Grote verwachtingen tegemoet komen door democratische innovaties.
All across Europe democratic political systems are confronted with a citizenry that questions the democratic legitimacy of their political system. Widespread distrust in political actors and institutions, declining electoral turnout and the popularity of populist and anti-establishment candidates and parties are just a few indications of this societal challenge. Interestingly, this discontent is by no means paralleled by eroding support for democratic principles as this support is stronger than ever before. Therefore, several scholars interpreted this discontent as a demand for democratic innovation and pointed to citizen involvement in the political decision-making process as a potential solution to address this democratic legitimacy deficit.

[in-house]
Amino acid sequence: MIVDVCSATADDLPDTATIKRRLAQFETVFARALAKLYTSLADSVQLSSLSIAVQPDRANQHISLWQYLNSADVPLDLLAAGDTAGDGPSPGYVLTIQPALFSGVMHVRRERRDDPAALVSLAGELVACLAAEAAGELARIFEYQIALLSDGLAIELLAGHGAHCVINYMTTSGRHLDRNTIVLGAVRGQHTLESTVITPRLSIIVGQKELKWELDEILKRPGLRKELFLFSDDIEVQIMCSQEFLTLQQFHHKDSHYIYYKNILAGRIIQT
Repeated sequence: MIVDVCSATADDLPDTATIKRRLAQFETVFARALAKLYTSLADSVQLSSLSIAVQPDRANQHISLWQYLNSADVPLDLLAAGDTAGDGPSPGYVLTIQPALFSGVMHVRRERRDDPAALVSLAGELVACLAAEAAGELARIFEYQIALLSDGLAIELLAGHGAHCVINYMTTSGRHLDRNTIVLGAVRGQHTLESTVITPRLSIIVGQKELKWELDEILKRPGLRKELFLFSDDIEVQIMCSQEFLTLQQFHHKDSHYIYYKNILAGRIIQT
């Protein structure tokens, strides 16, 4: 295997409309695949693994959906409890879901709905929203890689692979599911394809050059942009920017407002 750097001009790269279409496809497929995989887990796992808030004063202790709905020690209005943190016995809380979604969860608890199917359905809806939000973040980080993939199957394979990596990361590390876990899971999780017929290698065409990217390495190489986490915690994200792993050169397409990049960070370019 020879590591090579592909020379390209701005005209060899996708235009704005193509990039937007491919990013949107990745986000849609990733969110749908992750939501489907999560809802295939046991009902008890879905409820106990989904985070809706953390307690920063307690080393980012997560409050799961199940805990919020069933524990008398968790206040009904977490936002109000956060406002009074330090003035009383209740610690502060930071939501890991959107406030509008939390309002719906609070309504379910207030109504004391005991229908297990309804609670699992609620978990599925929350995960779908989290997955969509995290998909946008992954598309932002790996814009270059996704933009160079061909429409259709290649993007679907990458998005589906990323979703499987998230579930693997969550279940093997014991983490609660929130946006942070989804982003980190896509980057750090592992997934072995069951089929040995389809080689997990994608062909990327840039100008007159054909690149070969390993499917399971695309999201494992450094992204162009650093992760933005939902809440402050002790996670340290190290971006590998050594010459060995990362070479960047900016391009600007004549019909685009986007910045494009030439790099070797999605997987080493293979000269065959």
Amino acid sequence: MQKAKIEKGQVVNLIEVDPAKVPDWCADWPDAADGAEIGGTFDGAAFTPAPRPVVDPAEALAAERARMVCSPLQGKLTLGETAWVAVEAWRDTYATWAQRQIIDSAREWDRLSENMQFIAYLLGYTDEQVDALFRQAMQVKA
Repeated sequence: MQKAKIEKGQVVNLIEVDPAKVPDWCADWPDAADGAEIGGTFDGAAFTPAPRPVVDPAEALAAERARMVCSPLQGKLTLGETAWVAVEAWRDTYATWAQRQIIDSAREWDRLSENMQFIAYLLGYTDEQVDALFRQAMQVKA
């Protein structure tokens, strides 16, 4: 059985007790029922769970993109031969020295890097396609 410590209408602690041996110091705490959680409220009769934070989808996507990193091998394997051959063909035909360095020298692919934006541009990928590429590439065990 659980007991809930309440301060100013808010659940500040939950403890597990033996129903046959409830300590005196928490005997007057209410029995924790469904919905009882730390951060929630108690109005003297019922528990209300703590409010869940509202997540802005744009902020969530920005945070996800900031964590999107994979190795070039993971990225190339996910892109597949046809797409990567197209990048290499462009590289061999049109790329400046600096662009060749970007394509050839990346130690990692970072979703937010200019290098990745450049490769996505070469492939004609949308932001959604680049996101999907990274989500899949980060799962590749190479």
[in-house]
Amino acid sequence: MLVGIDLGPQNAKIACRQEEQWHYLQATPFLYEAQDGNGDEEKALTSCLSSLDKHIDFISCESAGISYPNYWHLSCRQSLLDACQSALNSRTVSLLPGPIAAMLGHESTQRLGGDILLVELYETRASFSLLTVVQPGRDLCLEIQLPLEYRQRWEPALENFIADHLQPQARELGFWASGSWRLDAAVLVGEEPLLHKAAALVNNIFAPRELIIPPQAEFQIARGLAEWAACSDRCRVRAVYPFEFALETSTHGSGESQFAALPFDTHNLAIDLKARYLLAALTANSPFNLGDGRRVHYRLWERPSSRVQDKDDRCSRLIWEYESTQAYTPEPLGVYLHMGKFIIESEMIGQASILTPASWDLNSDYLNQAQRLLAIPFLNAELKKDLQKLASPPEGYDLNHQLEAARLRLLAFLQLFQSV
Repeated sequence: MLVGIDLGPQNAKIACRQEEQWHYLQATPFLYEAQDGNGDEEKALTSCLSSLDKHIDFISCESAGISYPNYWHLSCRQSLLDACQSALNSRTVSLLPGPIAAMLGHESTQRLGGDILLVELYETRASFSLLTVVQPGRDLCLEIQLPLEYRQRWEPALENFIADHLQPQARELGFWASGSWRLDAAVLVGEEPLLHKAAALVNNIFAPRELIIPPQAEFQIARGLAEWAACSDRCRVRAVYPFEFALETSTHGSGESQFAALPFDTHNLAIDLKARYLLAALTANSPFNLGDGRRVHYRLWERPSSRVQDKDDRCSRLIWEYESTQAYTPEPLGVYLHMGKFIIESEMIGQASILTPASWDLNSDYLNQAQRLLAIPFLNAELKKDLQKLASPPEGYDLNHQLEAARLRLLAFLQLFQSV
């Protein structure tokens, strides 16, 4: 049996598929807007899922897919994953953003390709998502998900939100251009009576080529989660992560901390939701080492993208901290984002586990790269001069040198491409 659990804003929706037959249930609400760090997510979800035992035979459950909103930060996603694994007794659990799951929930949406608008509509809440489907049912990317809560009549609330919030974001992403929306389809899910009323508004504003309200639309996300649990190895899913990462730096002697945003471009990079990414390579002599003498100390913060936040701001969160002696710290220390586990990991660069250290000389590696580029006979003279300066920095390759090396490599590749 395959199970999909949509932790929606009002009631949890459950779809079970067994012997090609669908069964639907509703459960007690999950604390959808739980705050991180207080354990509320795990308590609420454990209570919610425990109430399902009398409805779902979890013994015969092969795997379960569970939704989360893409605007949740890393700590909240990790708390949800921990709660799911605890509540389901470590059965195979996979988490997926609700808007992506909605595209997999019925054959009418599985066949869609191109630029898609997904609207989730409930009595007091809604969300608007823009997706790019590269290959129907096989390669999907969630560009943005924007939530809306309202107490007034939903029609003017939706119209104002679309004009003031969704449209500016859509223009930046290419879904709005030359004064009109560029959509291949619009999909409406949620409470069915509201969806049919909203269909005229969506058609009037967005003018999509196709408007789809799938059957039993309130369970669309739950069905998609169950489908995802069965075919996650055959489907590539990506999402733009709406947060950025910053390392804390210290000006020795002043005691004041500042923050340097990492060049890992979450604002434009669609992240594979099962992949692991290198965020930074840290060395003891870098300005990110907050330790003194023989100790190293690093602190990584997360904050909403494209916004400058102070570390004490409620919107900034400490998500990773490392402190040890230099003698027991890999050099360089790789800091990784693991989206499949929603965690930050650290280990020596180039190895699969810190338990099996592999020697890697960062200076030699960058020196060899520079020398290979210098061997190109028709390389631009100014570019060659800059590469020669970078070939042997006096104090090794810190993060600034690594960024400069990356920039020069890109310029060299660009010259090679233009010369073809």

The key objective of my project is to study in depth whether, and if so how, citizen involvement in the political decision-making process affects democratic legitimacy. In a first step, citizens’ expectations for participatory and deliberative procedures are studied. Obtaining reliable knowledge on whether citizens want these procedures, and if so, what is driving this demand is crucial. It allows to assess whether democratic innovations have the potential to alleviate the democratic legitimacy deficit, and how these should be designed. To this end, large-scale crossnational surveys in over 20 European countries will be triangulated with qualitative interviews and experiments in high, medium and low trust societies. In a second step, the effect of these participatory and deliberative procedures on democratic legitimacy is studied. The focus is on democratic legitimacy as it is perceived by citizens (e.g. citizens’ political trust, losers’ consent). To address the question of effects, observational data will be gathered using panel surveys and experiments will be used. As a result, this project will generate fundamental knowledge on whether and how democratic innovations can strengthen democratic legitimacy.